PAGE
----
هوش هیجانی ادراک شده دچار اختلال و در ارتباط با عملکرد جامعه ضعیف در اسکیزوفرنی و اختلال دو قطبی است
|کد مقاله||سال انتشار||مقاله انگلیسی||ترجمه فارسی||تعداد کلمات|
|30260||2015||7 صفحه PDF||سفارش دهید||محاسبه نشده|
Publisher : Elsevier - Science Direct (الزویر - ساینس دایرکت)
Journal : Schizophrenia Research, Volume 162, Issues 1–3, March 2015, Pages 189–195
Schizophrenia and bipolar disorder have been associated with shared and distinct emotion processing abnormalities. Initial findings indicate that these disorders differ with respect to the domain of emotional intelligence (EI). Individuals with schizophrenia display deficits on performance measures of EI, whereas those with bipolar disorder do not. However, no research has examined patients' subjective beliefs about their own EI (referred to as “perceived EI”). This study examined perceived EI, assessed with the Trait Meta-Mood Scale (TMMS), and its clinical and functional correlates in outpatients with schizophrenia (n = 35) or bipolar disorder I (n = 38) and matched healthy controls (n = 35). The TMMS includes three subscales that assess beliefs about one's ability to attend to (Attention to Feelings), understand (Clarity of Feelings), and repair emotions (Mood Repair). Participants in the clinical groups also completed community functioning and symptom assessments. Both clinical groups reported significantly lower perceived EI than controls, but did not differ from each other. Higher total TMMS correlated with higher levels of independent living in the schizophrenia group (r = .36) and better social functioning in the bipolar group (r = .61). In addition, although higher Attention to Feelings scores correlated with greater psychiatric symptoms in the schizophrenia group, higher scores across all subscales correlated with less manic symptoms in the bipolar group. The findings suggest that perceived EI is impaired and related to community functioning in both disorders.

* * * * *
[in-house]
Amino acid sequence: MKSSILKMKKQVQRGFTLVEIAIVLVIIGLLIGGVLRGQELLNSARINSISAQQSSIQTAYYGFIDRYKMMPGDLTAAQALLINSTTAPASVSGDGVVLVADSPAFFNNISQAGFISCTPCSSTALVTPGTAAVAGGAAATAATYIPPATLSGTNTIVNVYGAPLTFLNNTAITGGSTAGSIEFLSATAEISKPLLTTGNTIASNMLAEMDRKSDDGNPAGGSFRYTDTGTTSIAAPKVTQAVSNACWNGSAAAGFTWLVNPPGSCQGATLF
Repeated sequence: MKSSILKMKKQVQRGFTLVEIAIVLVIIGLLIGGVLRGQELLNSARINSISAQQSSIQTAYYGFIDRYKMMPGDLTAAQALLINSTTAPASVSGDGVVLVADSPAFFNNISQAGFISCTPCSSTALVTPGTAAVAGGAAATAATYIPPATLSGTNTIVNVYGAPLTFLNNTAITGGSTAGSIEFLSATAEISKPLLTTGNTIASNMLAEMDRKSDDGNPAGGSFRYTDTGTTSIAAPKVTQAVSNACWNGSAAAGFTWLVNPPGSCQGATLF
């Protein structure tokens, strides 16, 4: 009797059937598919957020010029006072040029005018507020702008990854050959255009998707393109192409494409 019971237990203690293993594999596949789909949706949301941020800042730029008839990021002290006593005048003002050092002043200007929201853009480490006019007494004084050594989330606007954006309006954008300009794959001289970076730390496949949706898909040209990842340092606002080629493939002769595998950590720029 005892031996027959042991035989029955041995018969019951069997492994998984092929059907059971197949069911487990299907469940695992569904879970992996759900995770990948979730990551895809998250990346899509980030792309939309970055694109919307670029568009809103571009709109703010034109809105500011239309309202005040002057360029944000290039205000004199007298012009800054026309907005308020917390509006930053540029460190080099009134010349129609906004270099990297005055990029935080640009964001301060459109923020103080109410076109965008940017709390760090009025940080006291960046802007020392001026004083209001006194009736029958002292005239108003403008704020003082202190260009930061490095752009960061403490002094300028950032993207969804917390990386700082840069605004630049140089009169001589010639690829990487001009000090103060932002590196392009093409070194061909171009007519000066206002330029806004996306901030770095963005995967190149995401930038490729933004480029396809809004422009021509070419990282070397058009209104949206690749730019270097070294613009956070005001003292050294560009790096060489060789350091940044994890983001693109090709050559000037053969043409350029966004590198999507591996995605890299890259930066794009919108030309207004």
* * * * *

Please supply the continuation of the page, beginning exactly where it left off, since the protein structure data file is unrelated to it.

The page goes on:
Research from an affective science perspective has begun to specify differences and similarities in the emotion processing abnormalities associated with schizophrenia and bipolar disorder. On one hand, these disorders are associated with different patterns of in-the-moment responses to emotionally evocative stimuli. While schizophrenia patients demonstrate normal emotional responses to evocative stimuli (Kring and Elis, 2013), bipolar patients demonstrate prolonged positive emotion during emotion-eliciting laboratory tasks (Gruber, 2011). However, both clinical groups show deficits in emotion regulation, including difficulty modulating neural responses to unpleasant stimuli through cognitive reappraisal in schizophrenia (Horan et al., 2013) and, in bipolar disorder, using more emotion regulation strategies, but with less success, than healthy people (Gruber et al., 2012). Examining other aspects of emotion processing can further illuminate differences and similarities across these disorders. For example, an aspect of emotion processing that has received research attention in major mental illness is emotional intelligence (EI). Mayer et al. (2008) define EI as the capacity to process one's own and others' emotions (i.e. perceive, access, generate, and reflectively regulate emotions) to guide thinking about behavior. Accordingly, EI is viewed as a unique set of abilities that plays a critical role in adaptive socio-emotional functioning. To date, nearly all research on EI in mental illness has focused on performance-based measures, particularly the Mayer–Salovey–Caruso Emotional Intelligence Test (MSCEIT; Mayer et al., 2002). The MSCEIT assesses four “branches” of EI: emotion perception, using emotions, understanding, and managing emotions. Patients with schizophrenia demonstrate impairments on this measure across all four domains, and lower MSCEIT scores are related to greater positive and negative symptoms, low functional capacity, and poor functional outcome (Kee et al., 2009, Eack et al., 2010 and Lin et al., 2012). We are aware of only two studies that used the MSCEIT in bipolar disorder and both found that performance was normal (Burdick et al., 2011 and Lee et al., 2013). In addition to performance-based measures, affective scientists have assessed self-reported or “perceived EI.” While the MSCEIT measures one's ability to identify and understand emotions in oneself and others, perceived EI measures the meta-experience of emotion, or one's subjective beliefs about his or her emotional abilities. The most commonly-used measure of perceived EI is the Trait-Meta Mood Scale (TMMS; Salovey et al., 1995). It contains three subscales: (1) Attention to Feelings (Attention): the tendency to notice and value emotions; (2) Clarity of Feelings (Clarity): the tendency to experience and name feelings clearly; and (3) Mood Repair (Repair): one's belief in his or her ability to repair negative emotions by fostering positive feelings. In healthy samples, TMMS scores are not strongly related to performance-based measures, such as the MSCEIT (Mayer et al., 2004), yet both are associated with mental and physical health and better social functioning (Schutte et al., 2007). Studies have demonstrated incremental validity for TMMS for outcomes; in healthy individuals, the TMMS predicts subjective well-being and adaptive functioning above and beyond factors such as current mood state, personality traits, and general intelligence (Palmer et al., 2002, Extremera and Fernández-Berrocal, 2005 and Fernandez Berrocal and Extremera, 2008). Higher scores on Clarity and Repair are consistently associated with positive outcomes, such as greater life satisfaction, interpersonal satisfaction, and less social anxiety and depression (Palmer et al., 2002, Salovey et al., 2002 and Salguero et al., 2012). Higher scores on the third subscale, Attention, are sometimes associated with positive outcomes, such as empathy, self-esteem, and adaptive physiological responses to acute stress (Salovey et al., 2002), but have also been associated with greater anxiety and depression (Salovey et al., 1995 and Salguero et al., 2012). We are unaware of any studies of perceived EI in schizophrenia or bipolar disorder using the TMMS. Research has been conducted on concepts related to perceived EI, such as mindfulness and alexithymia (related to the Attention and Clarity subscales) and emotion regulation (related to Repair). Schizophrenia patients display low levels of dispositional mindfulness (Chadwick et al., 2008), while bipolar patients and healthy controls do not differ on mindfulness (Perich et al., 2011). Also, schizophrenia patients report increased alexithymia (van't Wout et al., 2007), which has been associated with increased positive (Serper and Berenbaum, 2008) and negative symptoms (van't Wout et al., 2007). Individuals with schizophrenia additionally report abnormal emotion regulation styles and show impairment on performance-based and neurophysiological tasks (Kee et al., 2009, Kimhy et al., 2012 and Horan et al., 2013). Although individuals with bipolar disorder also report abnormal emotion regulation styles (Gruber et al., 2012 and Wolkenstein et al., 2014), they do not consistently show impairments on performance-based assessments (Burdick et al., 2011, Lee et al., 2013 and Gruber et al., 2014). There were three objectives for the current study. The first was to compare levels of perceived EI across schizophrenia, bipolar, and control participants. Based on prior research, we expected schizophrenia patients to report lower scores on all TMMS subscales, but we did not have clear directional predictions for the bipolar group. The second objective was to examine the correlations among perceived EI, characteristic symptoms for the two disorders (positive and negative symptoms, mania, and depression), and community functioning within each clinical group. The third objective was to determine whether perceived EI accounted for unique variance in functional outcome for each clinical group, above and beyond any contribution of symptoms.